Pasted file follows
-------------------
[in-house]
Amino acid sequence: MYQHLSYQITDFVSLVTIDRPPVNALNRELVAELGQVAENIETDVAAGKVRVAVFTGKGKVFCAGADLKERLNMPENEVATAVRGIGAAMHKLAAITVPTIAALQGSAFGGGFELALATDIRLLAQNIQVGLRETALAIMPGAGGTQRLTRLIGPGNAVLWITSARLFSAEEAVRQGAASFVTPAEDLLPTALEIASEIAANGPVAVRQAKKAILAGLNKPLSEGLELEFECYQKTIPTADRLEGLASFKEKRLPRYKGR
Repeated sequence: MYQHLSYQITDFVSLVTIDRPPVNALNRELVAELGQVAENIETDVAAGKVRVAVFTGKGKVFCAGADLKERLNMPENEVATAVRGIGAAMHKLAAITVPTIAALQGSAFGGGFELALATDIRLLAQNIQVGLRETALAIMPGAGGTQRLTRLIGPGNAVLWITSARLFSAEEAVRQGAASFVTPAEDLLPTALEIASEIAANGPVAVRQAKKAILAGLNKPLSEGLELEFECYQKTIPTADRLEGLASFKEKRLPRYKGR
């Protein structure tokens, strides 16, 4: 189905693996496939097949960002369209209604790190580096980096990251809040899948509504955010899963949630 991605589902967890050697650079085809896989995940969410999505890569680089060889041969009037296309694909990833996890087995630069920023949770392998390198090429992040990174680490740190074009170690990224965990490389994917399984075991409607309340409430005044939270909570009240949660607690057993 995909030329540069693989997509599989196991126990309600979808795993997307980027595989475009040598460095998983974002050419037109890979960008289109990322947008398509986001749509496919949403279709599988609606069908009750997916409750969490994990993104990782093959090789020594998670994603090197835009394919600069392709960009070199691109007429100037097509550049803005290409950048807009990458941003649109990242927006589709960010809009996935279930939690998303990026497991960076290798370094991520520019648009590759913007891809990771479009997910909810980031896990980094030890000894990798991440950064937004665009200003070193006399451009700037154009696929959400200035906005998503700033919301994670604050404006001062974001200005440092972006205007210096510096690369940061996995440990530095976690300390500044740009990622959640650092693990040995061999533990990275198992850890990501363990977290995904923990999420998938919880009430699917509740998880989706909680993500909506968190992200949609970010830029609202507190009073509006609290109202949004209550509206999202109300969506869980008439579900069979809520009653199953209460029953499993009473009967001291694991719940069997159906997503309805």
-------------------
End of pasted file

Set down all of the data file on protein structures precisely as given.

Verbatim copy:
[in-house]
Amino acid sequence: MYQHLSYQITDFVSLVTIDRPPVNALNRELVAELGQVAENIETDVAAGKVRVAVFTGKGKVFCAGADLKERLNMPENEVATAVRGIGAAMHKLAAITVPTIAALQGSAFGGGFELALATDIRLLAQNIQVGLRETALAIMPGAGGTQRLTRLIGPGNAVLWITSARLFSAEEAVRQGAASFVTPAEDLLPTALEIASEIAANGPVAVRQAKKAILAGLNKPLSEGLELEFECYQKTIPTADRLEGLASFKEKRLPRYKGR
Repeated sequence: MYQHLSYQITDFVSLVTIDRPPVNALNRELVAELGQVAENIETDVAAGKVRVAVFTGKGKVFCAGADLKERLNMPENEVATAVRGIGAAMHKLAAITVPTIAALQGSAFGGGFELALATDIRLLAQNIQVGLRETALAIMPGAGGTQRLTRLIGPGNAVLWITSARLFSAEEAVRQGAASFVTPAEDLLPTALEIASEIAANGPVAVRQAKKAILAGLNKPLSEGLELEFECYQKTIPTADRLEGLASFKEKRLPRYKGR
């Protein structure tokens, strides 16, 4: 189905693996496939097949960002369209209604790190580096980096990251809040899948509504955010899963949630 991605589902967890050697650079085809896989995940969410999505890569680089060889041969009037296309694909990833996890087995630069920023949770392998390198090429992040990174680490740190074009170690990224965990490389994917399984075991409607309340409430005044939270909570009240949660607690057993 995909030329540069693989997509599989196991126990309600979808795993997307980027595989475009040598460095998983974002050419037109890979960008289109990322947008398509986001749509496919949403279709599988609606069908009750997916409750969490994990993104990782093959090789020594998670994603090197835009394919600069392709960009070199691109007429100037097509550049803005290409950048807009990458941003649109990242927006589709960010809009996935279930939690998303990026497991960076290798370094991520520019648009590759913007891809990771479009997910909810980031896990980094030890000894990798991440950064937004665009200003070193006399451009700037154009696929959400200035906005998503700033919301994670604050404006001062974001200005440092972006205007210096510096690369940061996995440990530095976690300390500044740009990622959640650092693990040995061999533990990275198992850890990501363990977290995904923990999420998938919880009430699917509740998880989706909680993500909506968190992200949609970010830029609202507190009073509006609290109202949004209550509206999202109300969506869980008439579900069979809520009653199953209460029953499993009473009967001291694991719940069997159906997503309805």